PHYSIO EXAM 2 STUDY GUIDE
PHYSIO EXAM 2 STUDY GUIDE PGY 451LEC
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This 15 page Study Guide was uploaded by Ndidiamaka Okorozo on Friday October 16, 2015. The Study Guide belongs to PGY 451LEC at University at Buffalo taught by Baizer, J S in Fall 2015. Since its upload, it has received 34 views. For similar materials see Human Physiology I in Physiology at University at Buffalo.
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Date Created: 10/16/15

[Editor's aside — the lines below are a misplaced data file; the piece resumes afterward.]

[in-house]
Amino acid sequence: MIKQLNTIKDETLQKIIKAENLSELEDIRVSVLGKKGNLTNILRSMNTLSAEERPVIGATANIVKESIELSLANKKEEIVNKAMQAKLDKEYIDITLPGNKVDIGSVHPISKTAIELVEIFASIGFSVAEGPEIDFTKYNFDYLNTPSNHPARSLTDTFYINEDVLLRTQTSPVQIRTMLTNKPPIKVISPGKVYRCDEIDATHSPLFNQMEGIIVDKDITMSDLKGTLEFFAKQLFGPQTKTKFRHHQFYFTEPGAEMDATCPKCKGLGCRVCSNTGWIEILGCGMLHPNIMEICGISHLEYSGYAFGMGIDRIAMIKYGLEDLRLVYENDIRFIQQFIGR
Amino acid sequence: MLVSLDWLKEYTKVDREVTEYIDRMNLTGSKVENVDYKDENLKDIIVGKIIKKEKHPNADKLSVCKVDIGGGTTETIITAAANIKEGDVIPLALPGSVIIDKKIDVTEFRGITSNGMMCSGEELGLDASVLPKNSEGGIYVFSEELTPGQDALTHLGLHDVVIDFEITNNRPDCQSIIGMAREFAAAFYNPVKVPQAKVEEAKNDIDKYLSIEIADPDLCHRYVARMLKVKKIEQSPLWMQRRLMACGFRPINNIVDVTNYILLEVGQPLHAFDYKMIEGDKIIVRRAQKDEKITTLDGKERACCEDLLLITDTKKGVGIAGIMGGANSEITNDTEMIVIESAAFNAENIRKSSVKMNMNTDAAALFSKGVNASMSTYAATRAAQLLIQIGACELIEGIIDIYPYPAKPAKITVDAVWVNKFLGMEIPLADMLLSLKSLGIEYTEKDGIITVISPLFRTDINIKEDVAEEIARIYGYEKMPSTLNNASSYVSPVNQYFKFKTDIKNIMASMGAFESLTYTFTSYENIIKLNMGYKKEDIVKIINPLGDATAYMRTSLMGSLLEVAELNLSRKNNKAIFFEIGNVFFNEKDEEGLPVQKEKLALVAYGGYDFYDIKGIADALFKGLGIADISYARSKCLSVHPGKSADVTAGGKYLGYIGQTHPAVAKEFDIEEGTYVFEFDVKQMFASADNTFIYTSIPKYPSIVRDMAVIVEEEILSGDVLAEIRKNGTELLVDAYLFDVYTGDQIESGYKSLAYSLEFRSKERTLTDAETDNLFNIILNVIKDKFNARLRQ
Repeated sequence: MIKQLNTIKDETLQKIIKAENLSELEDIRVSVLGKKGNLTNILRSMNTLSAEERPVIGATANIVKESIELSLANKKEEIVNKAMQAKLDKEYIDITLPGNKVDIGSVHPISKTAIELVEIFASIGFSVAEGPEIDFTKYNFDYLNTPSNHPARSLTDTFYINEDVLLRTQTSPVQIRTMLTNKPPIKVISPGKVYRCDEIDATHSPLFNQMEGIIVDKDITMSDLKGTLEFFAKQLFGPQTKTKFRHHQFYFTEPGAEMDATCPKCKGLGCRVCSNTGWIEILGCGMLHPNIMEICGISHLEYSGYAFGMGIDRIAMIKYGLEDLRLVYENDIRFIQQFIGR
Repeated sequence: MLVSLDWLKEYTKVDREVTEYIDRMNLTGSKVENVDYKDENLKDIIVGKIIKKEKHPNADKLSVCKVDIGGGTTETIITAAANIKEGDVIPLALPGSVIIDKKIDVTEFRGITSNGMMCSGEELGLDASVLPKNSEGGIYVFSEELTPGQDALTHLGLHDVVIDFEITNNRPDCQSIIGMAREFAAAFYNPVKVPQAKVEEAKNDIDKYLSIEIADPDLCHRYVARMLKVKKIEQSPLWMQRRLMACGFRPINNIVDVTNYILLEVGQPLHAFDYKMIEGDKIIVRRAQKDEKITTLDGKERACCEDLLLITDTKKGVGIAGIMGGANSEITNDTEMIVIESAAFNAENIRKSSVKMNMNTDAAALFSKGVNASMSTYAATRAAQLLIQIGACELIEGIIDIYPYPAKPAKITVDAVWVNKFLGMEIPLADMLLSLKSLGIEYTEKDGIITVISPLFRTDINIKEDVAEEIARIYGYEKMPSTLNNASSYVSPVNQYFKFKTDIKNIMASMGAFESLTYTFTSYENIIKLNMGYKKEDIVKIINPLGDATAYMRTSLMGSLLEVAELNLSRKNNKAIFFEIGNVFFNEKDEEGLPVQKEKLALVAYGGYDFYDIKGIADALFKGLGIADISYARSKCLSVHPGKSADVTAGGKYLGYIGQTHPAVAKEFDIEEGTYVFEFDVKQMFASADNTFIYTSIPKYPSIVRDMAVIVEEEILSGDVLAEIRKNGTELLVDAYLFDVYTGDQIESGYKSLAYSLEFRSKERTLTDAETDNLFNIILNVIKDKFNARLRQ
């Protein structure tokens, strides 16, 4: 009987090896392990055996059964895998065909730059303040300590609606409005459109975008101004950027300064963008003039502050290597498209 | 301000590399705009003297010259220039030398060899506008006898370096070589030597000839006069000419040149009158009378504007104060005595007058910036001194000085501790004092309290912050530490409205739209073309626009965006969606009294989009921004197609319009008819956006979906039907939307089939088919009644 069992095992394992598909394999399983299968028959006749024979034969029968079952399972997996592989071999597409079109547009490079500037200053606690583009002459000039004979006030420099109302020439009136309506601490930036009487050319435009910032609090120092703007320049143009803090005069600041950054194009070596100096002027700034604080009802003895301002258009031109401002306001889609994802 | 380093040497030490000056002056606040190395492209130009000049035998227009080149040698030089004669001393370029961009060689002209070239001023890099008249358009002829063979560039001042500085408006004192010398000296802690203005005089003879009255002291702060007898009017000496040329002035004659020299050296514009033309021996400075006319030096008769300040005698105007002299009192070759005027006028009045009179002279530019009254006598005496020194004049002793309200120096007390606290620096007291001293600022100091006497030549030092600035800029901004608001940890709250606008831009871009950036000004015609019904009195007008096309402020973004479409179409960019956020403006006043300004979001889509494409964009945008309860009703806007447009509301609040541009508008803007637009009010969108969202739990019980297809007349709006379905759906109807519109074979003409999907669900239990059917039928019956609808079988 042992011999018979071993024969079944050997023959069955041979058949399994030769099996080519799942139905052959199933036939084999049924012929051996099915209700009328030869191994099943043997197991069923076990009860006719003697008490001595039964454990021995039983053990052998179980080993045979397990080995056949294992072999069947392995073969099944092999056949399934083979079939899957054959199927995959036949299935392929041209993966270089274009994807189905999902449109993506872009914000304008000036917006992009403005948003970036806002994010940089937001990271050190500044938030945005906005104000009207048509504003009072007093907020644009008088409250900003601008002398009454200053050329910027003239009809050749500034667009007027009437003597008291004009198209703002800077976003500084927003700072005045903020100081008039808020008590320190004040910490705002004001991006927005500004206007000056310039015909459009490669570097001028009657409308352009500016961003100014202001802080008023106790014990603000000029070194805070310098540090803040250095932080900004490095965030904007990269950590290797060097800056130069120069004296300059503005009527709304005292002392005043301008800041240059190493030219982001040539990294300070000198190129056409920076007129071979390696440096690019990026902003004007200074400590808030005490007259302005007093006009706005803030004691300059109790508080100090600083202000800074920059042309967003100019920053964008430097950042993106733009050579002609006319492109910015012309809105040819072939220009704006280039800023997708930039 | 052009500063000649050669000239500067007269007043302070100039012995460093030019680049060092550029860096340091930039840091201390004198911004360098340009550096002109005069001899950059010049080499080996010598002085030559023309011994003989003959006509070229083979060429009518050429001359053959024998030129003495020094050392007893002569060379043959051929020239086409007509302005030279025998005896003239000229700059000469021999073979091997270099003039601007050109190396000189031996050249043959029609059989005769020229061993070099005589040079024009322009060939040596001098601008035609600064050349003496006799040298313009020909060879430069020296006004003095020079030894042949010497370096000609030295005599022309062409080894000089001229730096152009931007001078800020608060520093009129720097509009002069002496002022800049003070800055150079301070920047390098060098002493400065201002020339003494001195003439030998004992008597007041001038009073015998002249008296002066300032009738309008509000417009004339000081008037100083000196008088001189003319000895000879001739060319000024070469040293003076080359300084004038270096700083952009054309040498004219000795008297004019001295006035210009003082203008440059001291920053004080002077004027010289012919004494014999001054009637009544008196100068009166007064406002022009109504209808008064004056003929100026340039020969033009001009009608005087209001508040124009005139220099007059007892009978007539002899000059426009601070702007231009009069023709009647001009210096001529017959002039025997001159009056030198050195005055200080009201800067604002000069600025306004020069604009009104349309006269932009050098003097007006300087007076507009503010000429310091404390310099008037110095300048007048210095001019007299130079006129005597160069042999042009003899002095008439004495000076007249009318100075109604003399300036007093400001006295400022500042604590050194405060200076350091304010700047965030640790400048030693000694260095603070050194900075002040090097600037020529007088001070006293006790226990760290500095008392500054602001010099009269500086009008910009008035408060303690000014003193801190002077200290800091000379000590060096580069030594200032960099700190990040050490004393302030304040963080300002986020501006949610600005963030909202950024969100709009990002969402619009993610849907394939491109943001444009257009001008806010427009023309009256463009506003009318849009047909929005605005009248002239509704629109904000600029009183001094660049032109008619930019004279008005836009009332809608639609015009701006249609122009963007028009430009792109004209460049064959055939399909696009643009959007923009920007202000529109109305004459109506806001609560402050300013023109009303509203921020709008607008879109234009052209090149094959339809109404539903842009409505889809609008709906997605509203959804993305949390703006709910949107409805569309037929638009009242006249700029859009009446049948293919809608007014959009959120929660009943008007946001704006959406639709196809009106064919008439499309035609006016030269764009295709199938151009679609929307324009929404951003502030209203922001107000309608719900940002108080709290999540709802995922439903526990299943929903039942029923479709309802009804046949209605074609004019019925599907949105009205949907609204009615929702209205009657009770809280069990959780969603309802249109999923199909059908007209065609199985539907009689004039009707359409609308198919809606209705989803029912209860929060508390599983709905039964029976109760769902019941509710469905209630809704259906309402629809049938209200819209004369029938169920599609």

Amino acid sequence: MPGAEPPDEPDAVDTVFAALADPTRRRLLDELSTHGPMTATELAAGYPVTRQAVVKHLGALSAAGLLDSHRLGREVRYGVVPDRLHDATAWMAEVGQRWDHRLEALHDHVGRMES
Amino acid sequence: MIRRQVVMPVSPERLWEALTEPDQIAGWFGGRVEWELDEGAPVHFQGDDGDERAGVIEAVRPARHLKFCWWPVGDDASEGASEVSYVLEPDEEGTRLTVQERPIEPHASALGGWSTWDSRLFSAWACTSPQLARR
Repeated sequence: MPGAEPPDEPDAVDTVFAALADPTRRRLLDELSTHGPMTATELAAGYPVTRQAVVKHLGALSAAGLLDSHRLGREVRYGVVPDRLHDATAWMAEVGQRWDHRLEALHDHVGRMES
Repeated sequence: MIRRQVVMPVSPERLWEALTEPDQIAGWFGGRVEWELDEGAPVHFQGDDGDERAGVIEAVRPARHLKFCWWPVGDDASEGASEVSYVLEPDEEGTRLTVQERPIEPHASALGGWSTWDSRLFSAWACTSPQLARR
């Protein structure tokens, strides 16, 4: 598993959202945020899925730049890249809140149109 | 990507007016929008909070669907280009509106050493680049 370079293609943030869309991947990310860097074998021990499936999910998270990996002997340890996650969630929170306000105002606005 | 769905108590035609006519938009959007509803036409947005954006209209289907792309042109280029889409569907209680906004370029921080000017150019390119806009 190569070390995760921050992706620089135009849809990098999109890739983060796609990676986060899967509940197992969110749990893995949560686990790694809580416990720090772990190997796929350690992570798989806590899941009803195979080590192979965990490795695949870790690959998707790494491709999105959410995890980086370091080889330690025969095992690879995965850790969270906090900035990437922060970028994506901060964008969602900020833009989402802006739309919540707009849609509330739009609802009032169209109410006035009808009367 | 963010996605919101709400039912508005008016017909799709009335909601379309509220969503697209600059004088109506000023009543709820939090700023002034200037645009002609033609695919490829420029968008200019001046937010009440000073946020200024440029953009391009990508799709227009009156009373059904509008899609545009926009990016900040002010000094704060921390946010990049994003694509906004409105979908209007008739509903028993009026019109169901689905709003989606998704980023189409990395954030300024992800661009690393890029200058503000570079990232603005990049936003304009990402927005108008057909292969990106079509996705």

PHYSIO EXAM 2 STUDY GUIDE MEMBRANE POTENTIAL lei Nernst equation Aux RTln Xio ZxFVm where the first group accounts for chemical component AC concentration and the second for electrical component AE l charge Inside Outside AC AE concentratio concentratio n n Glucose 2mM 5mM In None no charge Sodium 12mM 145mM In In Potassium 120mM 4mM Out In Chloride 30mM 105mM In Out cell is at 60mV When there is no net movement the Nernst equation is equal to O the chemical and electrical components equal 615 Xlo At 379C Ex Z log For Na 666mV K 908mV CI 335mV Hyperkalemia high concentration of K in the cell because of kidney malfunction Increases likelihood of heart ring action potential AP Leads to cardiac arrhythmias and cardiac arrest Hypokalemia frequent urination by individuals on diuretics causes loss of K ions decreases likelihood of ring AP causes cardiac arrhythmias and cardiac arrest Resting Membrane Potential the Vm membrane potential where the net current is 0 measured from the inside relative to the outside gt 70mV for a neuron and 90mV for a skeletal muscle cell gt Depends on 0 Ion concentration across membrane 0 Relative conductance of the membrane of different ions Primarily determined by K because it is the most permeable to it gt Ii Vm Ei x gi where Ii is the current El and gi are Nernst potential and conductance for that ion respectively GNa GK GCl I gt Vm ENa 2G Ek ECI E where 26 IS sum of all conductance which 100pS in a normal neuron So GNa 15 10100 015 gt Thus Vm 015 x 666mV 08 x 908mV 005 x 335mV 64325mV Most cells have the highest conductance to K because its Vm is the closest at the RMP so it has 80 of the 26 while Na is 15 and CI is 5 Vm for Na is very high l 65mV and for K is too low l 90mV so Vm is always in between these two values Only a tiny percentage of K needs to diffuse out of the cell to maintain RMP ATPdependent Na K Pump pumps out 3K while pumping in 2 Na ACTION POTENTIAL ATPdependent pump in an axon pumps out 3 Na ions while pumping in 2 K ions to maintain ion concentration across the membrane This pumps contributes about 5mV to the RMP Types of ion channel 1 Voltagegated ion channels open or close in response to membrane potential 2 Ligandgated ion channels open or close when a neurotransmitter ligand binds to the ion channel Nachannels voltage gated 1 pseudo tetramer a subunit has 6 intra membrane cylinders repeated four times and ions bind on a surface Intracellular loop between III and IV block Na from entering after depolarization Kchannels voltage gated tetramer has four subunits with 6 transmembrane regions and allows only potassium passage B subunit only helps with selectivity and regulation Graded potential increase in stimulus strength which produces in amplitude of the depolarization Local or Subthreshold depolarization conducted decrement and doesn t generate action potential AP The depolarizing stimulus doesn t reach the threshold and so is unable to re an AP They are graded and non regenerative and decay over time and distance AllOr None Response either produces a full sized AP or nothing at all In this case amplitude doesn t correlate with stimulus strength because threshold was reached Suprathreshold Response lFiring an AP A stimulus causes the Vm to rise to threshold and as it is reached sodium channels open allowing a massive in ux of sodium into the cell This causes a rapid up stroke of the AP which is referred to as depolarization because its moving the Vm closer to zero However the in ux of Na is too rapid that the AP reaches up to 50mV The area above OmV is called overshoot Meanwhile the potassium channels are increasingly opening because the Vm is being moved far away from their membrane potential 90mV At 50mV the peak of the AP sodium channels close and K channels start pushing out K which repolarizes the cell as it takes it back to the negative membrane potential The force of pushing K is too fast because of both electrical and chemical forces that the AP falls below the RMP 70mV which is called afterhyperpolarization before the K channels close and the membrane potential returns to rest Total period of ring AP lasts for about 34 msec o Rising phase of AP opening of the voltage dependent NA channels and depolarizing action of Na current 0 Falling phase of AP reduction in gNa and increase in gK Positive feedback loop in Na when threshold is reached gNa Na conductance increases as massive entry in to the cell occurs l Na activation So as Vm increases more Na channels open and more Na ions enter and the Vm increases even more till at 50mV when the sodium channels close Closing of Na channels starts repolarization while gK helps complete it Right at the peak of AP 0 Na AE is going out and AC is going in opposite K same both AE and AC are going out so K has a great driving force 5i I nsPeak overshoot value 3 1 Il Hypo polariT39 an zatlon Repularlzatlon Afterhyperpnlarizatinn will sm w w w w w w w w w w w w w m m m an Membrane PotentialI m ll39 Time rusez Absolute Refractory Period Na channels are inactivated and cannot be reopened till the membrane is repolarized This consists of the rapid rising and falling phases Parallel with Na activation and inactivation About 1msec in an axon Relative Refractory period cell is able to re a second AP in the later part of the rst AP but a stronger than normal stimulus is required Consists of the latest part of repolarization and afterhyperpolarization Parallel with changes in gK About 34msec in an axon Refractor period limits the frequency of AP if RF period 4msec the max freq 250Hz because max freq 1000 spikes per second AN ESTH ETICS Cocaine rst anesthetic discovered block Na channels from outside of the membrane to prevent Na from coming in when threshold is reached Poisons 1 Tetradotoxin 39ITX Block Na channels from outside prevent generation of AP 2 Saxitonin STX blocks Na channels from outside prevent generation of AP 0 They don t work on the heart because it has an amino acid that prevents the blockage Propagation of AP AP is generated at the axon hillock where there is an abundance of Na which lowers the threshold and makes it easier to propagate an AP Conduction of AP back propagation doesn t occur because the threshold there is high and the Na channels are inactivated afterjust receiving an AP refractory period so propagation moves forward to the activated Na channels waiting for propagation Unidirectional Length Constant 37 1e how long AP can go without disappearing A LC correlates with radius of axon larger lionger LC amp slower the decay and membrane resistance Rm aRm I I 2R1 RI intracellular reSIstance Unmyelinated axons support conduction but AP has to be generated all the time to propagate so it uses a lot of energy and conduction velocity is slow CV Therefore the freq of AP depends on how big the LC is o Axon diameter l LC l Conduction Velocity of AP Myelinated axons Schwann cells in Peripehral Nervous System and Oligodendrocytes in Central Nervous System Increase membrane resistance greatly Increase insulation of axons l prevents leaking I increases Rm amp LC 0 Don t have refractory periods and hyperpolarizing after potential because there are no K channels at the nodes so less energy is used Nodes of Ranvier no K channel concentrated amount of Na channel AP is generated without fail l higher CV A much smaller myelinated axon is better than a big unmyelinated axon Saltatory Conduction AP appears to jump from node to node Permits re ex lnternode insulated areas aren t involved in propagation and generation of AP Occurs only in myelinated axons Myelination l lowers energy expenditure l generate AP fewer times generate higher CV Multiple Sclerosis demyelinating disorder patches of demyelinated axons in the CNS Loss of motor control because axons fail to re AP because of demyelination which cause loss of current NEUROMUSCULAR JUNCTION NMJ Junction between a the axon terminal of an alpha motor neuron and a skeletal muscle cell ber One NMJ per muscle ber and it s located near the middle of the muscle bercell One a motor neuron I one axon l different axon collaterals innervating different muscle bers RMP of a muscle ber 90mV End Plate Potential EPP potential of the muscle ber which increases in response to the presence of Ach Ach are synthesized and packaged in the synaptic vesicles which are aligned with the acetylcholine receptor AchR to generate the greatest response Depolarization is produced by increase of gNa and gK in the AchR on the end plate EP 0 Outside of the EP region it is propagated by local current ow which decreases with distance Ach Synthesis Neurotransmitter NT vesicles are made in the cell body and transported to the terminal Ach are synthesized and packages in these vesicles Cholineacetyltransferase ChAt catalyzes the production of Ach from choline and acetyICoA A proton pump pumps protons into the vesicle creating an acidic environment Another pump pumps out the proton whie pumping in Ach into the vesicle Process AP arrives at the presynaptic terminal and depolarizes it thus induces the in ow of Ca2 into the nerve cell from the voltagegated channels Presence of calcium causes the fusion of the vesicle with the membrane and releases the contents of the vesicle Ach Ach now in the synaptic cleft bind to receptors on the postsynaptic cells which open up and lead to changes in the Vm of the cell by allowing the in ow of Na K and Ca2 This produces EPP and it ALWAYS res an AP Ach is retaken up from the synaptic cleft by acetylcholine esterase AchE and recycled Ach Receptor nonselective cationic ligand gated channel has 6 subunits and the two a ones allow for Ach to bind Opens when two Ach are bound to it allow for only cations to enter In ux of positive ions brings the Vm closer to OmV which depolarizes the motor end plate Ina normal muscle cell Na AC and AE are pushing Na in o K AC is pushing out and AE is pushing out Curare prevents Ach from binding to Ach receptors so no AP is produced gt But EPP always produces an AP suprathreshold 40mV is suprathreshold in a healthy person Graded potential the amplitude of the AP is dependent on the amount Ach released and amount of AchR it activated not allornone principle Myasthenia Gravis severe muscle sickness An autoimmune disease where antibodies bind to and destroy AchR It decreases the amplitude of EPP to below threshold thereby preventing the generation of AP Causes sickness andfaUgue Treatment introducing physostigmine to the synaptic cleft inhibits acetylcholine esterase and prolongs the presence of Ach in the cleft Also drugs that suppresses the immunes system to stop the production of the antibodies and lastly surgical removal of the thymus gland Some agents at the NMJ Skeletal Na channel blockers tetradotoxin saxitoxin and u conotoxin K channel blocker dendrotoxin Ach release blockers tetanus and botulinum toxins AchE blockers physostigmine and DFP AchR blockers dtubocurarine succinylcholine and alphabungarotoxin binds to same a subunit as Ach 6 Ca2 channel blocker in axon terminal l w conotoxin SYNAPTIC TRANSMISSION U39lbUUNH Types of Synapses 1 Electrical Synapse has gap junctions low resistance pathway and allows exchange of small molecules in addition to ions permeable to up to 1kDA Occurs between glial cell and neurons Fast and bidirectional can be regulated 2 Chemical Synapse involves neurotransmitter and does majority of interactions between cells Fast and unidirectional Focused more on for this class Chemical Synapses 1 Anatomical categorization axosomatic inhibitory axodendritic excitatory axoaxonal regulates release dendrodendritic and dendrosomatic not common 2 Functional categorization a Excitatory postsynaptic density PSD b Inhibitory symmetric no PSD c Modulatory GPCR Neuron doctrine neuron are the information processing units of the nervous system Neurotransmitters according to impact on AP ring 1 Excitatory a Glutamate ligandgated channels i NMDA receptors ii AMPA receptors iii Kainate receptors b Acetylcholine nicotinic receptors 2 Inhibitory ligandgated channels a GABA GABAA receptors also GABAC b Glycine receptors 3 Modulatory or metabotropic GPCRs a monoamines dopamine serotonin etc b acetylcholine muscarinic c glutamate metabotropic glutamate receptors d GABA GABAB Fast NTs act on ligand gated channels and mediate synaptic transmission Slow NTs modulate ligand gated or voltage gated channels Modulate synaptic transmission EPSP receptor channels opened by glutamate Na in and K out At resting potential EPSP is caused by Na in ux There is an increase in gNa and gK but because the Vm is further from ENa there is a greater inward movement of Na than the outward movement of K Amplitude is dependent on holding potential Increases probability of ring AP by bringing the Vm closer to threshold IPSP receptor channels opened by GABA allows CI in Increase in gCl allows it to go in and hyperpolarizes the cell Also gK can also hyperpolarize cell in certain cases where there is increase in gK and K ions leave the cell Decreases probability of ring AP by moving the VM farther from the threshold ONLY ionotropic ligandgated ion channels result in EPSPs and lPSPs gt They are graded potentials and are conducted with decrement Summations a Temporal summation if synapses occur within a short amount of time they are summed up and could produce AP b Spatial summation synaptic potentials generated in soma and dendrites interact Different neurons can produce EPSPs and lPSPs at the same time so their some is taken Amplitude of an AP does NOT provide information about the strength of the stimulus because of allornone response only the STRENGTH provides this information Refractory period limits the max frequency of AP because if total refractory 1000 msec period is 4msec you can only generated 250APsec 4msec But more large myelinated axons can do up to 100APsec Clearance of NTs from Synaptic Cleft After NTs has been released by presynaptic neuron into the cleft it has to be terminated to create the AP This is done by a Reuptake the NTs are taken up from the cleft by plasma membrane NT transporter wither on presynaptic or postsynaptic neurons It is usually cotransported with Na Cl and H ions b Degradation by NT degrading enzymes like choline esterase for Ach and COMT for dopamine c By diffusion down the concentration Synthesis Glutamine is converted to glutamate by glutaminase gt Glutamine is converted to GABA by glutamate decarboxylase gt Tyrosine is converted to LDOPA by tyrosine hydroxylase and LDOPA is converted to Dopamine by AADC Sequestration of the NTs into the vesicle is done by NT transporter and driven by proton gradient across the vesicle membrane Neurotransmitters 1 Smallmolecule neurotransmitters packaged in vesicle released in cleft and terminated a Acetylcholine b Amino acids i Glutamate major Excitatory NT in CNS ii GABA in GABAergic Neurons Major inhibitory NT iii Glycine modulate NMDAmediated synaptic transmission c Biogenic Amines i Catecholamines dopamine epinephrine norepinephrine ii Serotonin made from tryptophan iii Histamine made from histidine d Purines 2 Neuropeptides a synthesized as precursors in cell body just like proteins b Carried from cell body to terminal via the axon c sequestered in large electron densecore vesicles d release can be nonsynaptic and only with large freq of stimulation 3 Gaseous neurotransmitter NO and CO a highly permeable diffuse everywhere and not in vesicles b release upon synthesis which is triggered by Ca2 in ux no reupta ke Difference between nonpeptide and peptide NTs NonpepUde Peptide Synthesized amp packaged in terminal Synthesized amp packaged transported to terminal Synthesized in active form Active when fused with larger polypeptide In small and clear vesicles In large electron dense vesicles Released in the synaptic cleft and has short latency and duration Could be released a bit far from postsynaptic cell long latency and duration is seconds Terminated by reupta ke Terminated by proteolysis or diffusing Receptors for Classic Neurotransmitters 1 Acetylcholine Nicotinic pentameric nonselective cationic channels gated by Ach Muscarinic ve different GPCRs two classes M135 coupled to Gq M24 coupled to Gi 2 Amino acids Glutamate lonotropic tetrameric nonselective cationic channels gated by Glu Cocentrated at postsynaptic densities PSDs NMDA Receptors NR1 and NR2ABCD l acts as quotcoincidence detectorquot Mg2 blocks NMDA at resting Vm depolarization removes it Involved in regulation mental and cognitive attributes AMPA Receptors GluR14 l mediate fast synaptic transmission Kainate receptors GluR57 KAR12 Metabotropic 8 different GPCRs Group I mGluR15 Group II mGluR23 Group III mGluR467 GABA 8 lonotropic GABAA concentrated at soma and proximal dendr esL GABAc pentameric Cl channel gated by GABA Metabotropic GABAB GPCR Glycine ionotropic pentam eric Cl channel gated by glycine 3 Biogenic Amines Except 5HT3 all GPCR Many subtypes for each dopamine epinephrine norepinephrine serotonin histamine 4 Purines receptors for ATP onotropic P2X 7 subtypes nonselective cationic channels distinct form others Metabotropic P2Y 10 subtypes NT Receptors 1 Ligandgated channels ionotropic Receptors act on EPSP or IPSP directly gt Two types generally Cys loop family channels Ach GABAA Glycine and Seratonin AND glutamate channels NMDAR AMPAR and KAR 2 Gprotein Coupled Receptors modulate EPSP or IPSP indirectly PentoBarbital enhances IPSP s gt Other agents that enhance IPSPs by binding to GABAAR are Benzodiazepines increase the freq of Cl channels opening Barbituates increase the duration of Cl channels opening 0 Enhanced inhibition l sedation gt Have same effects but bind to different sites progesterone amp corticosterone SENSORY TRANSDUCTION Vision photons Hearing mechanical via air compression Taste chemical Smell chemical Touchpressure mechanical Proprioception mechanical Paintemperature mechanical thermal All these are converted to generator potentials which produce AP s Coding of AP s done by frequency of ring temporal patterns periodicity and consistency Process of sensory transduction a single axon from the sensory organ transmits AP to the next neuron in the spinal cord For example stretch of muscle spindle generates AP which is sensed by mechanosensitive receptors and transmitted to the spinal cord and releases Glu Glu elicits EPSP on the alpha neuron which releases Ach on the muscle and it contracts The stretch on the muscle spindle is interpreted by the sensory neurons into patterns of AP Motor Unit an alpha motor neuron and all the muscle bers it innervates The number of bers innervated by a motor neuron is dependent on the neness of control higher of bers l less ne control while lower of bers l more ne control Muscle Unit all the muscle bers innervated by one motor neuron Always belong to the same type slow or fast twitch Dermatome area innervated by a dorsal root ganglion neuron Shingles reactivation of herpes zoster virus lies dormant in the DRG after chickenpox Re ex predictable involuntary and stereotyped response to a stimulus Re ex arc basis circuit that mediated a re ex has three components afferent imb carry info to brain central component synapses on interneurons in CNS and efferent imb cause motor response IA Fibers carries AP to spinal cord and synapse on the motor neuron in the spinal cord Stretch Re ex tendon tap Muscle spindle stretches which produces a generator potential GP and creates an AP on the IA sensory axon Transient Receptor Potential TRP Channels are involved in temperature sensing gt Hair cells have mechanosensitive TRP channels Types of Ion Channels 1 Voltagegated Na and K channels for AP in axons and skeletal muscles 2 Voltagegated Ca2 channels in axon terminals heart and smooth muscle 3 Ligandgated ionotropic Na K and Cl channels EPP EPSP IPSP 4 Stretchactivated ion channels in sensory receptor sensitive to mechanical stimuli GP 5 Gprotein activated metabotropic ion channels in special senses smooth muscle glands etc Mechanoreceptors in the skin FA fastadapting to change in stimuli l senses change SAslow adapting only tell when you re touching something pressure FA1 and SA1 shaow in skin sense direct pressure and small receptive eld FA2 and SA2 deep sense broad contact and large receptive eld Homunculus topographical correspondence between motor cortex and body parts For better 2point discrimination small receptive elds high density of touchpressure receptors and large cortical representation Vision Retinal neural processing retina converts photons to AP sent to the brain for interpretation GP produced by photoreceptors are processed to AP in optic nerves Cones day vision color less sensitive concentrated in fovea less numerous Rods night vision detects luminescence more sensitive and more numerous gt Ampli es signals one photon causes membrane potential alteration by 1mV Rhodopsin GPCR Light enters l Rhodopsin contained in disc increases l PDE increases l cGMP decrease l cGMPgated decreases l Vm decreases Release decreases cGMP gates the channel and when it is destroyed channel opens less and Na enters less decreasing the Vm leading to less NT release Taste Sweet sucrose energy Salty NaCl minerals Sour HCI bad Bitter quinine bad Umami monosodium glutamate meat gt Receptor cells are specialized epithelial cells not neurons that convert taste to NTs which are sensed by the cranial nerves then generate GP which might generate AP To elicit GP there are three different pathways a Na and H which are have high concentrations outside go in and changes Vm D depolarization D generate GP D Ca2 in ux D increase NT release b Changes make channels open l goes in l increase Vm NT release c BitterSweetUmami bind to GPCR l intracellular pathway l Ca2 in ux Smell Olfaction Odor receptors GPCRs activate Golf GProtein is activated l increase cAMP lactivated cAMPgated channels Na and Ca2 in ux l Cl out ow l depolarization l produce GP Odorants receptor cells regenerate every 60 days A single smell can activate may different receptor proteins and the convergence of their AP s determine what you smell AUTONOMIC NERVOUS SYSTEM a Does NOT control skeletal muscles b Controls smooth muscles cardiac muscles and glands of the internal organ viscera c Helps in maintaining homeostasis d Coordination of responses to external stimuli ght or ight 3 Major Divisions a Sympathetic NS ThoracolumbarT1L3 division of ANS mobilization of body quot ghtor ightquot response One preganglionic neuron innervates a few postganglionic neurons Wide spread and greater divergence in effect Sensory input on short preganglionic neuron l releases Ach on long postganglionic neuron l releases Ach on muscarinic receptor on organ b Parasympathetic NS craniosacral division of ANS Concerned with the Resting response One preganglionic neuron innervates many postganglionic neurons Discrete and short spread response which is localized The postganglionic neuron is short and is very proximal to the organ c Enteric NS oldest part of ANS controls GI tract pancreas gall bladder to help in digestion Doesn t require inputs from other parts on the nervous system Sympathetic Parasympathetic Locations of preganglionic thoracic Tl12 brainstem soma upper lumbar Ll3 sacral S24 Length of preganglionic ber short Long Locations of postganglionic paravertebral close to target soma ganglia prevertebral organ gangHa Length of postganglionic ber Long Short Ratio of prepost bers 110 13 divergence Functions Both systems act in coordinated manners to maintain homeostasis Neurotransmitters Ach Ach preganglionic Neurotransmitters Norepinephrine Ach postganglionic Muscarinic receptors that the postganglionic Ach from parasympathetic neuron binds toquot M1 class couple with Gq to increase Ca2 M2 class with 61 to inhibit PKA gt Atropine blocks all muscarinic receptors Agonists carbachol muscarine oxotremorine help with Ach binding to receptors Because all postganglionic parasympathetic neurons release Ach to act on muscarinic receptors on effector cells the nonselective antagonist atropine blocks the action of parasympathetic neurons effectively Eg resuscitation with atropine injection in bradycardia to inhibit the parasympathetic vagus nerve which slows heart beat